You can also use balsamic or distilled white vinegar, but this has a very strong and unpleasant flavor, so start with very small amounts. This ingredient is suitable for sauces, marinades, dressings, and pickling vegetables.

2.   White Grape Juice

White grape juice is another best sake substitute coming from green-skinned grapes. It offers many health benefits and captures the similar taste you want in recipes that call for sake.

We highly recommend adding some lemon zest. That way, you have a sweet, refreshing flavor with some herbal tones.

3.   Kombucha

Kombucha adds the similar acidity you want in your cooking, though it doesn’t have the distinctive alcoholic taste that sake has.

While you can go for store-bought kombucha, these are usually already sweetened, so we recommend making homemade kombucha. Store-bought kombucha may have sweeteners and flavorings that can alter the taste if the recipe calls for sake.

4.   Apple Cider

Apple cider comes from fermented apples, having a sour and mildly sweet flavor, depending on the types of apples used during production.

When using this as a substitute for sake, we recommend using it in dishes like salads, soups, sauces, dressings, marinades, syrups, cakes, and candies for the acidic flavor. You can dilute apple cider with water to lessen the sourness or add sugar to make it sweeter.

5.   Water 

We know this option will raise eyebrows, but it’s one of the last resorts, like rice wine vinegar. Of course, water will not replicate the sake flavor, but if you’re using sake mainly for consistency, then a flavorless liquid like water isn’t a bad option.

It’s also the optimum substitute for the sake if you want to avoid alcohol or don’t like the sake flavor in food.

Frequently Asked Questions

If you would like to learn more about sake, here are the frequently asked questions asked by our readers:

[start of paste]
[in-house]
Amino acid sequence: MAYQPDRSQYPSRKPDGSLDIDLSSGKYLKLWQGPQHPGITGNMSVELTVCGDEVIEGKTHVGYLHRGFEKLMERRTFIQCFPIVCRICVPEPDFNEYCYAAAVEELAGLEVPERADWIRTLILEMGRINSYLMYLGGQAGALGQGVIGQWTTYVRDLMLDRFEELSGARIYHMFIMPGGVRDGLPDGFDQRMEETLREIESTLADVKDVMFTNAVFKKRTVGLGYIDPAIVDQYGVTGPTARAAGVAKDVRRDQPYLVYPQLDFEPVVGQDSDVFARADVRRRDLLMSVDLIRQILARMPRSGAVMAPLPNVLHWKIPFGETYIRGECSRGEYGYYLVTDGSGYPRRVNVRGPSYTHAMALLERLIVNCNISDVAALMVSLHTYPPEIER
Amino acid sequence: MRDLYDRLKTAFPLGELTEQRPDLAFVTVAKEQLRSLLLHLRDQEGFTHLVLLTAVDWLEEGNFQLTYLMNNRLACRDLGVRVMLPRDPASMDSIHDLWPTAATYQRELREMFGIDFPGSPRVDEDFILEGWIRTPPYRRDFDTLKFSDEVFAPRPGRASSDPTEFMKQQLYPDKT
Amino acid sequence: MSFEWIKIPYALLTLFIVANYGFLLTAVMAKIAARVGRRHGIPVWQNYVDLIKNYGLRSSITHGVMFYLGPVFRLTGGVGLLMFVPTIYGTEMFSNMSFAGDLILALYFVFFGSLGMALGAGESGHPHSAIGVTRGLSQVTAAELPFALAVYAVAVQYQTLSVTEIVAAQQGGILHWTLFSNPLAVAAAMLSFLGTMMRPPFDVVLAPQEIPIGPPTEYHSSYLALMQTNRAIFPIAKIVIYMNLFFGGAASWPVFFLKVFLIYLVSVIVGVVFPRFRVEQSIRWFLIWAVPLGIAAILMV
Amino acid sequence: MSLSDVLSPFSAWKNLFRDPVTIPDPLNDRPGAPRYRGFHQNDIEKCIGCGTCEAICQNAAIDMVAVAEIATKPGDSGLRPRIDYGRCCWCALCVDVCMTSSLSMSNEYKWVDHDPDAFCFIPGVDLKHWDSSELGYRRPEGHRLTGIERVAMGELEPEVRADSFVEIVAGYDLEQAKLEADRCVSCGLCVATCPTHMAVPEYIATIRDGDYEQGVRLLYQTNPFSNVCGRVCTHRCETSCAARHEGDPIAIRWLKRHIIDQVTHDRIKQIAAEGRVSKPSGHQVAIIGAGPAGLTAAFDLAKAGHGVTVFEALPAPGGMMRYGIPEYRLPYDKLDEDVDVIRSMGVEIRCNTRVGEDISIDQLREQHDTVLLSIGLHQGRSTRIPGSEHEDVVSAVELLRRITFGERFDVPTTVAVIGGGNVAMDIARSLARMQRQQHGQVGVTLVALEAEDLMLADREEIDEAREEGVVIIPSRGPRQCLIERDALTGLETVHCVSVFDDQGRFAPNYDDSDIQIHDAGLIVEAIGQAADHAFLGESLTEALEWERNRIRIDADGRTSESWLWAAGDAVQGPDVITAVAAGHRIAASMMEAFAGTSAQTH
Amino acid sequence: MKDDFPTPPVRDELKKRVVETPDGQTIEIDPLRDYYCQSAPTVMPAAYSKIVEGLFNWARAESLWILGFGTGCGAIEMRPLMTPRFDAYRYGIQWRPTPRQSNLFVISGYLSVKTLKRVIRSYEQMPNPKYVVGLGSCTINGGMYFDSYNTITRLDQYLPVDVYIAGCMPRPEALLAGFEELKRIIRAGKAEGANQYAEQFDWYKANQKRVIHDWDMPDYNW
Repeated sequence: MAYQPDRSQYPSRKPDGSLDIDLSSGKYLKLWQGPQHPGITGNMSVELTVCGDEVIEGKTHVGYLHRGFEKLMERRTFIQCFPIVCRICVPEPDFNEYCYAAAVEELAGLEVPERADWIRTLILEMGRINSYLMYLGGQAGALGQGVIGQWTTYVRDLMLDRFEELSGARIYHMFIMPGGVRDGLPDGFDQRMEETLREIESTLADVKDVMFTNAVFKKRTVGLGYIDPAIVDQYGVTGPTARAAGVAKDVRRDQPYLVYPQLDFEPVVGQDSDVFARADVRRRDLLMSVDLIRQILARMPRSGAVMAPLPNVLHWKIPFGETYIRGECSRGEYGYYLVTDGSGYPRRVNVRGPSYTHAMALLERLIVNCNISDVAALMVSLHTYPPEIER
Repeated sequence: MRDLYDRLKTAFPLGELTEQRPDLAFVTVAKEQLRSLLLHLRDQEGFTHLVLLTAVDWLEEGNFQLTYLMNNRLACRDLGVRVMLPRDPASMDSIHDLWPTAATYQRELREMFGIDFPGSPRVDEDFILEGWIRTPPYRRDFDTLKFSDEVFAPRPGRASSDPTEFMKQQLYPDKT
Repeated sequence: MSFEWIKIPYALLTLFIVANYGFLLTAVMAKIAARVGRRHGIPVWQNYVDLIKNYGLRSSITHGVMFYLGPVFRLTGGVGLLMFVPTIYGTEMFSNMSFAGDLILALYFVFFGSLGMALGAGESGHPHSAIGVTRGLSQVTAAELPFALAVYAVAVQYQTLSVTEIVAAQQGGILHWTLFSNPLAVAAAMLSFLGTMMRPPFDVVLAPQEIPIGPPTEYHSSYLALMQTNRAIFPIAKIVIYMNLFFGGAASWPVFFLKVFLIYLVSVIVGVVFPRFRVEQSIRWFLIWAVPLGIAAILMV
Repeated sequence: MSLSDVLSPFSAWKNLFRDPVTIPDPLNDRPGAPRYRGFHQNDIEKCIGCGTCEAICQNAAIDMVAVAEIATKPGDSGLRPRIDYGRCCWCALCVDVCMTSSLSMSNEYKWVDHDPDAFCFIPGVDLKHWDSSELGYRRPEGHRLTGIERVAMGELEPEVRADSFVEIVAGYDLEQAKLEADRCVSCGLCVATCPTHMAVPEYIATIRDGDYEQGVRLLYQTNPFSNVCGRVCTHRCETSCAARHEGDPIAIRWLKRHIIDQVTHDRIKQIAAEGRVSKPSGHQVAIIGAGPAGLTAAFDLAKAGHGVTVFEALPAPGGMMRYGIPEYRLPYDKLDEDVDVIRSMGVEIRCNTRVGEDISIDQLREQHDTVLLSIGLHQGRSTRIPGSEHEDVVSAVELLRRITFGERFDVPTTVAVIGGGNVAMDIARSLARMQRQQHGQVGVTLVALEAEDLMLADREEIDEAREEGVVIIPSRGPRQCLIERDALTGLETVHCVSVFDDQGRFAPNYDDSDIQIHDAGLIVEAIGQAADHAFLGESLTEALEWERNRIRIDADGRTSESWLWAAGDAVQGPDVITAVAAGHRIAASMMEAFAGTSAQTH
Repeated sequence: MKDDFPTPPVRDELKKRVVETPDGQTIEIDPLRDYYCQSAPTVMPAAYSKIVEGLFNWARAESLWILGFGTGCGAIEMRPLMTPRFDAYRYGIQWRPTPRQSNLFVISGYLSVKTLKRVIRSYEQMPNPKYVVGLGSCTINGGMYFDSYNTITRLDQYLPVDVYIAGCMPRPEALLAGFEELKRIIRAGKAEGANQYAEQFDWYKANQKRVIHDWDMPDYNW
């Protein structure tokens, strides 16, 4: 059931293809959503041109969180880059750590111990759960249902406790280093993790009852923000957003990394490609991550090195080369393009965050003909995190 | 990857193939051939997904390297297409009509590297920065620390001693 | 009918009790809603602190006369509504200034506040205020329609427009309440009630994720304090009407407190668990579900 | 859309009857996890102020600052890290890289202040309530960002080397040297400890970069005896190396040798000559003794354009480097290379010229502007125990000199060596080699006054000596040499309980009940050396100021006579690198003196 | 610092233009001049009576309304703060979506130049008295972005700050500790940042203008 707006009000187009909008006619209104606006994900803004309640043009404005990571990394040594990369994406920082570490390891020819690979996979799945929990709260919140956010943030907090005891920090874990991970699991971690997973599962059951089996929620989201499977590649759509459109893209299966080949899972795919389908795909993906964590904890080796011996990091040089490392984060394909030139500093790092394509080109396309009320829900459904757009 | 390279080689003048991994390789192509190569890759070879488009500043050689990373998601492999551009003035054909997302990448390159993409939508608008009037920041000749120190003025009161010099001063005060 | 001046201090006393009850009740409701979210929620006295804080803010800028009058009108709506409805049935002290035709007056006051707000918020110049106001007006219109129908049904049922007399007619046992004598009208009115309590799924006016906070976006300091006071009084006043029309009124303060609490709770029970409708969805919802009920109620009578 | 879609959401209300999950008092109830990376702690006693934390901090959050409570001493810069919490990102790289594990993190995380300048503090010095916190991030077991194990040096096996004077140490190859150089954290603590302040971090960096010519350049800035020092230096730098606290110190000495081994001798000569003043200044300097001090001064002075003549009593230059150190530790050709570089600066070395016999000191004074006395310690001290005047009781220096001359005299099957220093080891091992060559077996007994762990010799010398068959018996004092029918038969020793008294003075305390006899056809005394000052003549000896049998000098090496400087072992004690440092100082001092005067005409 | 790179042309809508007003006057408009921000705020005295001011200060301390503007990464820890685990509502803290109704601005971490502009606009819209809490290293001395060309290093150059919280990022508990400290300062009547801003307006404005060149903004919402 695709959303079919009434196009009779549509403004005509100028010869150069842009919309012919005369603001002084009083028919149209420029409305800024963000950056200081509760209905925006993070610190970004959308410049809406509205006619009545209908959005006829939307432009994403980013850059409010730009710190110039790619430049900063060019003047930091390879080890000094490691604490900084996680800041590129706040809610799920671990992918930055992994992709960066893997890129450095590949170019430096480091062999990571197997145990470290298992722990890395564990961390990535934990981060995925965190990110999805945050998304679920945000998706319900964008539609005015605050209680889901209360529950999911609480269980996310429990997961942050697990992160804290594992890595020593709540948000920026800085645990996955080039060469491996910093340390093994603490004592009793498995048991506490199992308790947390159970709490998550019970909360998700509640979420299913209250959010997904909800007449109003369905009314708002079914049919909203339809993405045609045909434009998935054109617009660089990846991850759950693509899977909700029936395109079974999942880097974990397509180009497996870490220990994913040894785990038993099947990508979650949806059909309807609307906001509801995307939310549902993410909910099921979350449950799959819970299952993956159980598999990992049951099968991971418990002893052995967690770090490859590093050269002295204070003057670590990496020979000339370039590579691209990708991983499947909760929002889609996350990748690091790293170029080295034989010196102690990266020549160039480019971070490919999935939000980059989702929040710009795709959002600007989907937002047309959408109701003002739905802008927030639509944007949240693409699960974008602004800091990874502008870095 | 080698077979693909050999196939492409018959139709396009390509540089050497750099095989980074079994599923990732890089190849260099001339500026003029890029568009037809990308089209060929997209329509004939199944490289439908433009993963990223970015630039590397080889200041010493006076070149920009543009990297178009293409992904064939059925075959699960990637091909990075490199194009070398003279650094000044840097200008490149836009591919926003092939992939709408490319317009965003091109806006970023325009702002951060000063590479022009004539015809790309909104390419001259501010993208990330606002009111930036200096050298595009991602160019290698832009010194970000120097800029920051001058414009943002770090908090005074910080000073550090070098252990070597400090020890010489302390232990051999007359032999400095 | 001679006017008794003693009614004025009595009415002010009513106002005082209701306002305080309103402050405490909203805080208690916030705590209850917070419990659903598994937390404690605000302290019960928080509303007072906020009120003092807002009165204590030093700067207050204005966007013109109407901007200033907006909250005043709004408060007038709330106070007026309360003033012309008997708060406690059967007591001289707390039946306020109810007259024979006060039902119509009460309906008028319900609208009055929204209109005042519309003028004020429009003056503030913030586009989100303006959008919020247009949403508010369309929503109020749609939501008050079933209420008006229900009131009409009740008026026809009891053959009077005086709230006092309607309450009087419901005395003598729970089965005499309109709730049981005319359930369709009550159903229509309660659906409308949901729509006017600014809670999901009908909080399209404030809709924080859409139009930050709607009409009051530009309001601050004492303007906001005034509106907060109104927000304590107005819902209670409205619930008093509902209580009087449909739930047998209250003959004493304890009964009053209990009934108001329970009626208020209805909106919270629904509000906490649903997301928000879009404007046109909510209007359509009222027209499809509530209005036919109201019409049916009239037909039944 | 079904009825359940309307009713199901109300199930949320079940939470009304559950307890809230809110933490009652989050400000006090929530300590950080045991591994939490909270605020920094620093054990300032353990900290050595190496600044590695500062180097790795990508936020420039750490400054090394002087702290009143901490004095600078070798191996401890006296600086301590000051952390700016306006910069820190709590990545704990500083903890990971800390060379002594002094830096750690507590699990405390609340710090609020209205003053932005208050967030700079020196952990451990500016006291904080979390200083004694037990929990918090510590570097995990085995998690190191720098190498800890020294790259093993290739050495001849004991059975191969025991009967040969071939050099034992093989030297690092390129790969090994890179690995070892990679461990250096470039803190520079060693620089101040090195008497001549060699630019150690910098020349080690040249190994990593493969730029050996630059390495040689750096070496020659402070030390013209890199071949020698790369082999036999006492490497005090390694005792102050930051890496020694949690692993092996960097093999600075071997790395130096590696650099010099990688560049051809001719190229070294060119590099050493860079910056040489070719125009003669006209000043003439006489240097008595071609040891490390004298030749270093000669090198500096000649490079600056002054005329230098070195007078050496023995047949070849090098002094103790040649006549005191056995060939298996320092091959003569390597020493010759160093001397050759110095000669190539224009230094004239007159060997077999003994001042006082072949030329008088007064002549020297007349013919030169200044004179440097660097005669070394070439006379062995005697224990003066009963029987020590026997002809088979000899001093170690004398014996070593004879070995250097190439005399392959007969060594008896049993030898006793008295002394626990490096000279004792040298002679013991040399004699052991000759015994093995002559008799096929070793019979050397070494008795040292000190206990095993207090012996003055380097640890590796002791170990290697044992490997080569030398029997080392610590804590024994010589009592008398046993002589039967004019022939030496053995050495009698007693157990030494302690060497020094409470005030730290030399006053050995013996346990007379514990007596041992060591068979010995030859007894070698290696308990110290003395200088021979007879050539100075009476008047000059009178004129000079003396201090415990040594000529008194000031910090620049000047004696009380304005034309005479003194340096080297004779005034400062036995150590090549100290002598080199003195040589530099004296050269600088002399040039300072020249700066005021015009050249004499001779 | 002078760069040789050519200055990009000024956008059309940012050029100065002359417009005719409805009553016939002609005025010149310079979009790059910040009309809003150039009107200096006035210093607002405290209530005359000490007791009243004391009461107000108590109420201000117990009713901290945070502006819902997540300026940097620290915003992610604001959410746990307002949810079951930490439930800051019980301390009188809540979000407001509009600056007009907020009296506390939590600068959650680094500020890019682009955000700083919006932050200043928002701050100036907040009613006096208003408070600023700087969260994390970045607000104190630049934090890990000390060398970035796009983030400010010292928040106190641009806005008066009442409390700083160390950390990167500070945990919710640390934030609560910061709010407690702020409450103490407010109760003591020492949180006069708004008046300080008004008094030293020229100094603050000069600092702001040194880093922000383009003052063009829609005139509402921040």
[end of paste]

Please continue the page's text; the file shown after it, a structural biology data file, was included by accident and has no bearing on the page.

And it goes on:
1.   Is rice wine made from fermented rice?

Sake is made through a brewing process similar to making beer. Rice starch is converted into sugar, which goes through a fermentation process into alcohol through yeast.

Meaning, the rice had its bran removed to give sake the water-like clarity, compared to other rice wines, which are darker. You can make your own sake, but that’s a whole different story!

2.   What makes sake different from other liquors? 

The primary difference between sake and other liquors is the brewing process. Also, since rice is starchy, sake is stronger than the typical grape wine, with an alcohol content closer to fortified wine such as dry vermouth or dry sherry.

3.   How do you drink sake? 

We like drinking sake hot during the winter, though high-quality sake is consumed cold to prevent cooling of the distinctive aroma. You can also use it as a cocktail base and cooking.

If you don’t want to use cooking sake or have no substitute for sake at home, you can skip the ingredient altogether.

4.   What’s the difference between sake and mirin?

Mirin is a sweet Japanese rice wine, a syrupy liquid used to glaze and seasoning agent. The alcohol content ranges from 1-14% to burn off easily while cooking.

It has a sweet flavor, and there are four types of mirin to use. Like sake, mirin can be used to cook, tenderize meat, and mask fishy odors. It also adds a mild sweetness to dishes and gives you a nice glaze.

5.   What can you use with cooking sake?

There are so many ways you can use sake in cooking, and it has benefits as well, such as:

  • You can use it in marinades to remove meat and fish odors
  • Tenderize meat with moisture sake provides
  • Add umami and a naturally sweet taste to sauces, soups, stocks, sauces, grilled, and simmered dishes
  • Use sake as a key flavoring to dishes, as wine does
  • Sake is a fermented product containing antioxidants, which provides health benefits

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Wrapping It Up

Did you find the best sake substitute you need from our list? If you’re going for Japanese cooking, desserts, or other recipes, head to your local grocery store or check your kitchen for any of these alternatives.

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Up Next: Burgundy Wine Substitute: The Only Wine List You Need!